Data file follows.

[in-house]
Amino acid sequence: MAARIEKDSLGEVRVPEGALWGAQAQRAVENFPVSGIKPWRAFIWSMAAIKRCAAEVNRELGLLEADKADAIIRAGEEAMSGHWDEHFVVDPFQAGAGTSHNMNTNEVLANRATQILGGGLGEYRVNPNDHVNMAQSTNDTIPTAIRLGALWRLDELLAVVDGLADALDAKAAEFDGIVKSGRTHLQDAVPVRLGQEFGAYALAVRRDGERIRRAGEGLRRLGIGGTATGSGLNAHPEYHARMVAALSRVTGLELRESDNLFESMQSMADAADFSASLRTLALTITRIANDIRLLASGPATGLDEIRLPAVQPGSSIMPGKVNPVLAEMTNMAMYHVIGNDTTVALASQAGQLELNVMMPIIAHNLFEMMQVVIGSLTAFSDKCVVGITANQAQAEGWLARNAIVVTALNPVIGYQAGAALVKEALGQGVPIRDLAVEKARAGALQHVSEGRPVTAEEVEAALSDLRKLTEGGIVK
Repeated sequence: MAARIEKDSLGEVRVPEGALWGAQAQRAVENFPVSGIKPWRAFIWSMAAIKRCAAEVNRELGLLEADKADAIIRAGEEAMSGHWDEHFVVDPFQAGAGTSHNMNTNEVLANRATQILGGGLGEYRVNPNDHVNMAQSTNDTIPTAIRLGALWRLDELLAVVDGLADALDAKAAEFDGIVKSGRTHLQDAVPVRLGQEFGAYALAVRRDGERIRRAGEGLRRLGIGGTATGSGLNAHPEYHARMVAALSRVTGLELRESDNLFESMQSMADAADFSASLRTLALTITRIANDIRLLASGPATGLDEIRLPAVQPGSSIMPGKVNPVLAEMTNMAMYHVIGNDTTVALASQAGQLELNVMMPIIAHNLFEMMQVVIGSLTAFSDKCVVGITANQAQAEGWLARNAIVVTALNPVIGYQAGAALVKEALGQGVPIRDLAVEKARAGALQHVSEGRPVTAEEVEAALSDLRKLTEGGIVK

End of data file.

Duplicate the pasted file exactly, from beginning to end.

[in-house]
Amino acid sequence: MAARIEKDSLGEVRVPEGALWGAQAQRAVENFPVSGIKPWRAFIWSMAAIKRCAAEVNRELGLLEADKADAIIRAGEEAMSGHWDEHFVVDPFQAGAGTSHNMNTNEVLANRATQILGGGLGEYRVNPNDHVNMAQSTNDTIPTAIRLGALWRLDELLAVVDGLADALDAKAAEFDGIVKSGRTHLQDAVPVRLGQEFGAYALAVRRDGERIRRAGEGLRRLGIGGTATGSGLNAHPEYHARMVAALSRVTGLELRESDNLFESMQSMADAADFSASLRTLALTITRIANDIRLLASGPATGLDEIRLPAVQPGSSIMPGKVNPVLAEMTNMAMYHVIGNDTTVALASQAGQLELNVMMPIIAHNLFEMMQVVIGSLTAFSDKCVVGITANQAQAEGWLARNAIVVTALNPVIGYQAGAALVKEALGQGVPIRDLAVEKARAGALQHVSEGRPVTAEEVEAALSDLRKLTEGGIVK
Repeated sequence: MAARIEKDSLGEVRVPEGALWGAQAQRAVENFPVSGIKPWRAFIWSMAAIKRCAAEVNRELGLLEADKADAIIRAGEEAMSGHWDEHFVVDPFQAGAGTSHNMNTNEVLANRATQILGGGLGEYRVNPNDHVNMAQSTNDTIPTAIRLGALWRLDELLAVVDGLADALDAKAAEFDGIVKSGRTHLQDAVPVRLGQEFGAYALAVRRDGERIRRAGEGLRRLGIGGTATGSGLNAHPEYHARMVAALSRVTGLELRESDNLFESMQSMADAADFSASLRTLALTITRIANDIRLLASGPATGLDEIRLPAVQPGSSIMPGKVNPVLAEMTNMAMYHVIGNDTTVALASQAGQLELNVMMPIIAHNLFEMMQVVIGSLTAFSDKCVVGITANQAQAEGWLARNAIVVTALNPVIGYQAGAALVKEALGQGVPIRDLAVEKARAGALQHVSEGRPVTAEEVEAALSDLRKLTEGGIVK